Saturday, September 1, 2012

Reviews of Books on War and Peace

  • Stephen McKeown and Coleen Rowley review When the World Outlawed War, about "an international treaty first signed by the United States, France and thirteen other countries on August 27,1928" and "later signed by an additional forty-seven countries – almost all of the established nations in the world at the time – and subsequently declared in force by Herbert Hoover on July 24, 1929" — Time to ‘Speak Out, Not Hold Your Peace’ About the Kellogg-Briand Pact Outlawing War.

  • Daniel Immerwahr reviews Foundations of the American Century: The Ford, Carnegie, and Rockefeller Foundations in the Rise of American Power, which explains that "when Franklin Delano Roosevelt took his oath of office, he inherited control of a vast country with a booming population, abundant resources, the world’s largest economy, and next to nothing in the way of central government," and "how the US Government, politically hamstrung at home, could act with force and purpose abroad," "supplemented by private foundations, which took on many of the functions of government" and "channeled billions of dollars into positioning the United States as a world power" — The Foundation Statesmen.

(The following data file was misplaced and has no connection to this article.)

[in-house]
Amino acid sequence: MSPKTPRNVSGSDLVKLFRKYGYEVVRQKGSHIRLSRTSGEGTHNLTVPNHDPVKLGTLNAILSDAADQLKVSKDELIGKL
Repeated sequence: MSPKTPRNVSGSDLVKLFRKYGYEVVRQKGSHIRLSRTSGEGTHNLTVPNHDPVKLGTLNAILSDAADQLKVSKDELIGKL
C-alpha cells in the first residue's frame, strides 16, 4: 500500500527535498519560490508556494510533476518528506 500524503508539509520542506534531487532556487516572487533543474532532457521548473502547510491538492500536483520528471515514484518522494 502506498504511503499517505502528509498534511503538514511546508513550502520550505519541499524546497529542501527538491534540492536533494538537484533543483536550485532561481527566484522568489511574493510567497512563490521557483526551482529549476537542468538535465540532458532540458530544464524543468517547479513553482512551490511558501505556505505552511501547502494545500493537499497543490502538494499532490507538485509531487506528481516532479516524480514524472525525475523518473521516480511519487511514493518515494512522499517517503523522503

• Scott Galupo reviews They Eat Puppies, Don't They?, which "imagines a fantastical military-industrial plot to foment tensions with China and thereby induce Congress to fund a fancy new toy for the Pentagon" — Baiting the Dragon.
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